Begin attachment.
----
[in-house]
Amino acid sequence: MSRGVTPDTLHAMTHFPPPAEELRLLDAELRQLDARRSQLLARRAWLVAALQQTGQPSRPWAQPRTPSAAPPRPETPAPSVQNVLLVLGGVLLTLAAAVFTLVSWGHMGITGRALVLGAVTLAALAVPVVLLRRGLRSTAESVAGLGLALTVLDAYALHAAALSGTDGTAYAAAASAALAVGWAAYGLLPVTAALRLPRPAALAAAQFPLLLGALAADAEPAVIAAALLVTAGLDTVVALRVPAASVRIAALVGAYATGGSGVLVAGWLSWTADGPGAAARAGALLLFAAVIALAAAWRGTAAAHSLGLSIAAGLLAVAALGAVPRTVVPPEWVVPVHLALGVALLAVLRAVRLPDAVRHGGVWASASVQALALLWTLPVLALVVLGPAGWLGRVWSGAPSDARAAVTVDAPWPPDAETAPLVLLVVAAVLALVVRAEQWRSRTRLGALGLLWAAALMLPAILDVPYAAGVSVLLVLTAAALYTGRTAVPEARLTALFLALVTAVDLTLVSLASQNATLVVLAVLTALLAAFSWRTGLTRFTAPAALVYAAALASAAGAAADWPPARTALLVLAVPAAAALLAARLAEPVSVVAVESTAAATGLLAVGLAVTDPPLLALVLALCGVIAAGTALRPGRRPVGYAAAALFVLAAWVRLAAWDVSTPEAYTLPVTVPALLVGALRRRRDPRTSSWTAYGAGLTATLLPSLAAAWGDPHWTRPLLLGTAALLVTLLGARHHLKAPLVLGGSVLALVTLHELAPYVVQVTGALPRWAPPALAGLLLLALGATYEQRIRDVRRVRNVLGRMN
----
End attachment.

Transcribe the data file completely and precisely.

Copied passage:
[in-house]
Amino acid sequence: MSRGVTPDTLHAMTHFPPPAEELRLLDAELRQLDARRSQLLARRAWLVAALQQTGQPSRPWAQPRTPSAAPPRPETPAPSVQNVLLVLGGVLLTLAAAVFTLVSWGHMGITGRALVLGAVTLAALAVPVVLLRRGLRSTAESVAGLGLALTVLDAYALHAAALSGTDGTAYAAAASAALAVGWAAYGLLPVTAALRLPRPAALAAAQFPLLLGALAADAEPAVIAAALLVTAGLDTVVALRVPAASVRIAALVGAYATGGSGVLVAGWLSWTADGPGAAARAGALLLFAAVIALAAAWRGTAAAHSLGLSIAAGLLAVAALGAVPRTVVPPEWVVPVHLALGVALLAVLRAVRLPDAVRHGGVWASASVQALALLWTLPVLALVVLGPAGWLGRVWSGAPSDARAAVTVDAPWPPDAETAPLVLLVVAAVLALVVRAEQWRSRTRLGALGLLWAAALMLPAILDVPYAAGVSVLLVLTAAALYTGRTAVPEARLTALFLALVTAVDLTLVSLASQNATLVVLAVLTALLAAFSWRTGLTRFTAPAALVYAAALASAAGAAADWPPARTALLVLAVPAAAALLAARLAEPVSVVAVESTAAATGLLAVGLAVTDPPLLALVLALCGVIAAGTALRPGRRPVGYAAAALFVLAAWVRLAAWDVSTPEAYTLPVTVPALLVGALRRRRDPRTSSWTAYGAGLTATLLPSLAAAWGDPHWTRPLLLGTAALLVTLLGARHHLKAPLVLGGSVLALVTLHELAPYVVQVTGALPRWAPPALAGLLLLALGATYEQRIRDVRRVRNVLGRMN